Circuit Judge Chip Welch entered his formal order today recognizing the Arkansas Supreme Court’s finding, reversing his earlier decision, that the state could not spend sales tax money on freeway widening projects in Little Rock because they were not four-lane (but six- to 10-lane) highways as the constitutional amendment linked to the sales tax required.
This was pro forma. The judge was going to implement the Supreme Court order as directed.
He formally ruled the spending of money on the 30 Crossing and Interstate 630 projects was an illegal exaction by the Arkansas Department of Transportation. That could mean attorney fees for those who brought the suit.
His order said a special master might be appointed to review financial issues in the case the sides can’t agree. From the order:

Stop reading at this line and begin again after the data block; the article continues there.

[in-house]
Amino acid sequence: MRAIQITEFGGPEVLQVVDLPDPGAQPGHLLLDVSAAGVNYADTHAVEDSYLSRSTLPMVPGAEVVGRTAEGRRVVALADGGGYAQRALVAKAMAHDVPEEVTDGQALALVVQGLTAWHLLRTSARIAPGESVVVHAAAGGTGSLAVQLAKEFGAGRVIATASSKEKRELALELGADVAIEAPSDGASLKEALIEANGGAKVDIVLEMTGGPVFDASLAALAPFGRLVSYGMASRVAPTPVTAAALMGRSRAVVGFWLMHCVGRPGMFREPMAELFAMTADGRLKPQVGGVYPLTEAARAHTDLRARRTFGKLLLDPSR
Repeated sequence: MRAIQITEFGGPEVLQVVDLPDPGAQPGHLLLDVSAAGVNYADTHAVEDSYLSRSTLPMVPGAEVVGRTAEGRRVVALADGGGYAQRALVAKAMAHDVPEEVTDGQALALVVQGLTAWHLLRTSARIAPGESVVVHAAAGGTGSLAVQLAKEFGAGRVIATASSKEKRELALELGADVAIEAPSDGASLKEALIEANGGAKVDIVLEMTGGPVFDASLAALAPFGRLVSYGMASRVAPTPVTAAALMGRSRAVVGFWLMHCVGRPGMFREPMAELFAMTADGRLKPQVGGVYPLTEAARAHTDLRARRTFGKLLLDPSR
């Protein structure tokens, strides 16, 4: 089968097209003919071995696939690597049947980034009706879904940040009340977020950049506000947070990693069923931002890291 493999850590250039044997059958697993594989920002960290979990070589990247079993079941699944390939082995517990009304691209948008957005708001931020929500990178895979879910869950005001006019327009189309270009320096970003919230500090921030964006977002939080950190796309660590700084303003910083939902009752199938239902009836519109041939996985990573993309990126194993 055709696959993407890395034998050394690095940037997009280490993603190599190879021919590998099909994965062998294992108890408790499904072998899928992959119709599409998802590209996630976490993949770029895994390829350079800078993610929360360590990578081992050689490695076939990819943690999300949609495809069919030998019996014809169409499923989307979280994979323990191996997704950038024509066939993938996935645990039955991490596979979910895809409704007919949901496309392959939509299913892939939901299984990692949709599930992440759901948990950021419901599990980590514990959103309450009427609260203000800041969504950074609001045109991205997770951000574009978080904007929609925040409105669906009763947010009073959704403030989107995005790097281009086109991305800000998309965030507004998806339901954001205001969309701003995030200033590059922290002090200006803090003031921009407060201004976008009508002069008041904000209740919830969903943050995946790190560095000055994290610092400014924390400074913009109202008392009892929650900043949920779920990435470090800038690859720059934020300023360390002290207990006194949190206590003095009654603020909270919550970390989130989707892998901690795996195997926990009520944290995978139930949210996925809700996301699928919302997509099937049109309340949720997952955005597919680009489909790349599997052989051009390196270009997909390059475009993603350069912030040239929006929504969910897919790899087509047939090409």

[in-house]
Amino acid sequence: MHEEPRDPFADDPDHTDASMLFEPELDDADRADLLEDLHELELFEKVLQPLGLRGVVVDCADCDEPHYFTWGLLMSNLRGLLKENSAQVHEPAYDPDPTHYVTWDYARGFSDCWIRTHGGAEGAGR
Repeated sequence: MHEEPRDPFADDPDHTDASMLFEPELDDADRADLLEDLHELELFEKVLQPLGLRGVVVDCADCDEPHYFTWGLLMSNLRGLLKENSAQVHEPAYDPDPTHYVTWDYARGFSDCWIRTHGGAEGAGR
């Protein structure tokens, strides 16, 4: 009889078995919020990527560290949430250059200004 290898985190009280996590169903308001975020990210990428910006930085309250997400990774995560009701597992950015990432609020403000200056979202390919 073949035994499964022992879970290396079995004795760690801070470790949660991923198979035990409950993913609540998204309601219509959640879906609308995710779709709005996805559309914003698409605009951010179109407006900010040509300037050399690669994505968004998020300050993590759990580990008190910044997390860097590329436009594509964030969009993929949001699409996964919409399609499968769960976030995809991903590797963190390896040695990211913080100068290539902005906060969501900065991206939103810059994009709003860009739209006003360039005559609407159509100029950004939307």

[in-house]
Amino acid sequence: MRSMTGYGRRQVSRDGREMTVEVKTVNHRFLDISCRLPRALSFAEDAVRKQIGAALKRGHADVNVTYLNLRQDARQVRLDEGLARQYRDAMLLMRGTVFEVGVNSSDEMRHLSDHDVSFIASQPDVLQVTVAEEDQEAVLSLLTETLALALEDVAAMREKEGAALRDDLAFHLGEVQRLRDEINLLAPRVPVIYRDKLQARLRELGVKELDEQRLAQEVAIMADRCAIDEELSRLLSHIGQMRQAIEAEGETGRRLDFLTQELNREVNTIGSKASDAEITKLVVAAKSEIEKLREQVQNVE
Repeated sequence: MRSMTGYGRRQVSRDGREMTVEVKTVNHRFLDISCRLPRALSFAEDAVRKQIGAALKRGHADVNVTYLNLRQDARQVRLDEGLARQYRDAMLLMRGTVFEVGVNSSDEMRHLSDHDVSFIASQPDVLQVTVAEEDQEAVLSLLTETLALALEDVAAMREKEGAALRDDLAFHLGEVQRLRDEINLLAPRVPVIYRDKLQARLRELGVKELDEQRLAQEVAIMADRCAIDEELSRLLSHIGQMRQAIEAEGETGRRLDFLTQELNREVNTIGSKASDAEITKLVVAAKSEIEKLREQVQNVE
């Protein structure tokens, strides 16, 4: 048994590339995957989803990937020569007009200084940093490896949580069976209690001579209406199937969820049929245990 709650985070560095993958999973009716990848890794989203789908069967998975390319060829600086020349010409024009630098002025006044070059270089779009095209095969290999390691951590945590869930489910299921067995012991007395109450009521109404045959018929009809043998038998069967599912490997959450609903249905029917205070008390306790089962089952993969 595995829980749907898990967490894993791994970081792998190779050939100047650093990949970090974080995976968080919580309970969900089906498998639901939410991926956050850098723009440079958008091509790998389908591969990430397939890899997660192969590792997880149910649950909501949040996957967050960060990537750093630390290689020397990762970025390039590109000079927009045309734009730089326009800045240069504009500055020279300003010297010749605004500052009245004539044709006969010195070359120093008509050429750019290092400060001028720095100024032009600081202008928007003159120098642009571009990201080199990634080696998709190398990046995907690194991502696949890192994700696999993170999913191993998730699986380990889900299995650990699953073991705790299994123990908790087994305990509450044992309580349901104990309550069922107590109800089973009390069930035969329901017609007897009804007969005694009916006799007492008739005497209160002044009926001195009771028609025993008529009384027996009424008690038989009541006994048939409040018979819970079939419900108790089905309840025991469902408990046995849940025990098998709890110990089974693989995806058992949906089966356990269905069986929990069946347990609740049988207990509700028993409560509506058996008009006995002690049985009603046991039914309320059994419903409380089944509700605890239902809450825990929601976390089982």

This order does NOT get to the question of how the ARDOT will shift money around to replace the almost $500 million it planned to spend from the sales tax on 30 Crossing (the concrete ditch through the heart of Little Rock) or to repay if required, money spent on the completed I-630 widening project in Little Rock. It also had hoped to use this money on a widening project in Saline County, now seemingly illegal as well.
The department has insisted it has plenty of money to shift around. If so, did it really need the NEW highway sales tax increase it got voters to approve in November (encouraged by $2.3 million in ad spending by the highway construction lobby and friends.) Will not some other parts of the state be harmed by the highway’s improvident thinking and lose money they might have realized because it now must go to speed commuters home to suburbs from Little Rock, damaging Little Rock all the while?